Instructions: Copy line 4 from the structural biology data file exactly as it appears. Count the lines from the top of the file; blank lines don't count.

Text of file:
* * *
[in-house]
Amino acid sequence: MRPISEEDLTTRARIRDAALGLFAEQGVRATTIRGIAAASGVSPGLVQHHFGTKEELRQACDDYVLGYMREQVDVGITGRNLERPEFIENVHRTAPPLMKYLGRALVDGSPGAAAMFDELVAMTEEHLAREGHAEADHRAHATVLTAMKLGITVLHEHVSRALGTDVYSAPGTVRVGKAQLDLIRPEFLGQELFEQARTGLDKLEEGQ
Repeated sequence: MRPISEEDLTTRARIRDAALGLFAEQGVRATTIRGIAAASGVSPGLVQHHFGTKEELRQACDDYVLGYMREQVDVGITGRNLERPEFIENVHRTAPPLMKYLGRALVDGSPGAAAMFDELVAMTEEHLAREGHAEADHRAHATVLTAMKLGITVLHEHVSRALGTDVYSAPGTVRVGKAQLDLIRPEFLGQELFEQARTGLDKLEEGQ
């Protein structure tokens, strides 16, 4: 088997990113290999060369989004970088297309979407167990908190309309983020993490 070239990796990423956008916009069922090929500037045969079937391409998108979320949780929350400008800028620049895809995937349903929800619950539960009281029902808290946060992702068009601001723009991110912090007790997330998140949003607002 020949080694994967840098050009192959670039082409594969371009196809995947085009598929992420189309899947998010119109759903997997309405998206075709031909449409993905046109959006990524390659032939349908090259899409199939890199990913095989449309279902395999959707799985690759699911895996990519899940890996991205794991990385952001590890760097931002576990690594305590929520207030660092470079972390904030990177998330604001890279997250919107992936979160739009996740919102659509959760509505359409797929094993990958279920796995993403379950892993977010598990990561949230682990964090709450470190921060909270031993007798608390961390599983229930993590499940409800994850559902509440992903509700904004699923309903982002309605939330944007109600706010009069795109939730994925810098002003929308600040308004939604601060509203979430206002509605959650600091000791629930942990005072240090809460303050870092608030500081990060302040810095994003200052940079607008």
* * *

């Protein structure tokens, strides 16, 4: 088997990113290999060369989004970088297309979407167990908190309309983020993490 070239990796990423956008916009069922090929500037045969079937391409998108979320949780929350400008800028620049895809995937349903929800619950539960009281029902808290946060992702068009601001723009991110912090007790997330998140949003607002 020949080694994967840098050009192959670039082409594969371009196809995947085009598929992420189309899947998010119109759903997997309405998206075709031909449409993905046109959006990524390659032939349908090259899409199939890199990913095989449309279902395999959707799985690759699911895996990519899940890996991205794991990385952001590890760097931002576990690594305590929520207030660092470079972390904030990177998330604001890279997250919107992936979160739009996740919102659509959760509505359409797929094993990958279920796995993403379950892993977010598990990561949230682990964090709450470190921060909270031993007798608390961390599983229930993590499940409800994850559902509440992903509700904004699923309903982002309605939330944007109600706010009069795109939730994925810098002003929308600040308004939604601060509203979430206002509605959650600091000791629930942990005072240090809460303050870092608030500081990060302040810095994003200052940079607008």